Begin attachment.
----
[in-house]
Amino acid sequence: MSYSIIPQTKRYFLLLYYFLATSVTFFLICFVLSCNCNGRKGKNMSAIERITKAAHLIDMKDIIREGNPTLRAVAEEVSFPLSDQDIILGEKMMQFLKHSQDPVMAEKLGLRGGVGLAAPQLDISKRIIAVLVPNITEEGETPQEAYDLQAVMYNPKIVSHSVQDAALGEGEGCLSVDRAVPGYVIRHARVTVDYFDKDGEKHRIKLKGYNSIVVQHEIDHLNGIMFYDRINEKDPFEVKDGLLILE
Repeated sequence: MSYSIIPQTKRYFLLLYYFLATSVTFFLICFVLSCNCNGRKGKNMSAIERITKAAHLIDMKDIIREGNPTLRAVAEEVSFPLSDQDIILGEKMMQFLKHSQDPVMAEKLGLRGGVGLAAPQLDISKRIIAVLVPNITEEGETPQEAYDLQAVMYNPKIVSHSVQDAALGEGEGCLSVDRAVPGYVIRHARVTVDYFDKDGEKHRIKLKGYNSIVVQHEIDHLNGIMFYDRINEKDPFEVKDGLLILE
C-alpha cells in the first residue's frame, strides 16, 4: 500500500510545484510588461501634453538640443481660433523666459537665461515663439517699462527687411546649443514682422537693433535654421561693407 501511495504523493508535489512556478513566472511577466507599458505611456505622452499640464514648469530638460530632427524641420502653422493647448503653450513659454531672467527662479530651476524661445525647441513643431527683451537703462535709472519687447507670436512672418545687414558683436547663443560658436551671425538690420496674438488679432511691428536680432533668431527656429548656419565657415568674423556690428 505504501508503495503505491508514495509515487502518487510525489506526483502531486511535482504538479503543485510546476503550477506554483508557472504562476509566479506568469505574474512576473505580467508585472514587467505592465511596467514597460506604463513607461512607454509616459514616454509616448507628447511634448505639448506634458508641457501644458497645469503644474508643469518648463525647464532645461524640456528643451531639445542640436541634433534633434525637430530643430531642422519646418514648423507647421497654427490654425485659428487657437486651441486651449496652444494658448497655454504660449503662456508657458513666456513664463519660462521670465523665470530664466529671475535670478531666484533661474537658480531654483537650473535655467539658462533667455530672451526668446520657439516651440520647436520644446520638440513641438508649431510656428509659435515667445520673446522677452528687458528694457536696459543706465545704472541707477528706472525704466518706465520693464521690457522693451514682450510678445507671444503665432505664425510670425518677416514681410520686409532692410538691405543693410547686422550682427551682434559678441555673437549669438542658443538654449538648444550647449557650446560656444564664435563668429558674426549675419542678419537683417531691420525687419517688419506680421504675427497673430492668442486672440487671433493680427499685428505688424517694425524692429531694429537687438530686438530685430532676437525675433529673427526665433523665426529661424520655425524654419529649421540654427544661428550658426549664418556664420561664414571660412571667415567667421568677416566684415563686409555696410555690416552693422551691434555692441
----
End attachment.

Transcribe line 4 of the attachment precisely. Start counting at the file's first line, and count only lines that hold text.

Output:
C-alpha cells in the first residue's frame, strides 16, 4: 500500500510545484510588461501634453538640443481660433523666459537665461515663439517699462527687411546649443514682422537693433535654421561693407 501511495504523493508535489512556478513566472511577466507599458505611456505622452499640464514648469530638460530632427524641420502653422493647448503653450513659454531672467527662479530651476524661445525647441513643431527683451537703462535709472519687447507670436512672418545687414558683436547663443560658436551671425538690420496674438488679432511691428536680432533668431527656429548656419565657415568674423556690428 505504501508503495503505491508514495509515487502518487510525489506526483502531486511535482504538479503543485510546476503550477506554483508557472504562476509566479506568469505574474512576473505580467508585472514587467505592465511596467514597460506604463513607461512607454509616459514616454509616448507628447511634448505639448506634458508641457501644458497645469503644474508643469518648463525647464532645461524640456528643451531639445542640436541634433534633434525637430530643430531642422519646418514648423507647421497654427490654425485659428487657437486651441486651449496652444494658448497655454504660449503662456508657458513666456513664463519660462521670465523665470530664466529671475535670478531666484533661474537658480531654483537650473535655467539658462533667455530672451526668446520657439516651440520647436520644446520638440513641438508649431510656428509659435515667445520673446522677452528687458528694457536696459543706465545704472541707477528706472525704466518706465520693464521690457522693451514682450510678445507671444503665432505664425510670425518677416514681410520686409532692410538691405543693410547686422550682427551682434559678441555673437549669438542658443538654449538648444550647449557650446560656444564664435563668429558674426549675419542678419537683417531691420525687419517688419506680421504675427497673430492668442486672440487671433493680427499685428505688424517694425524692429531694429537687438530686438530685430532676437525675433529673427526665433523665426529661424520655425524654419529649421540654427544661428550658426549664418556664420561664414571660412571667415567667421568677416566684415563686409555696410555690416552693422551691434555692441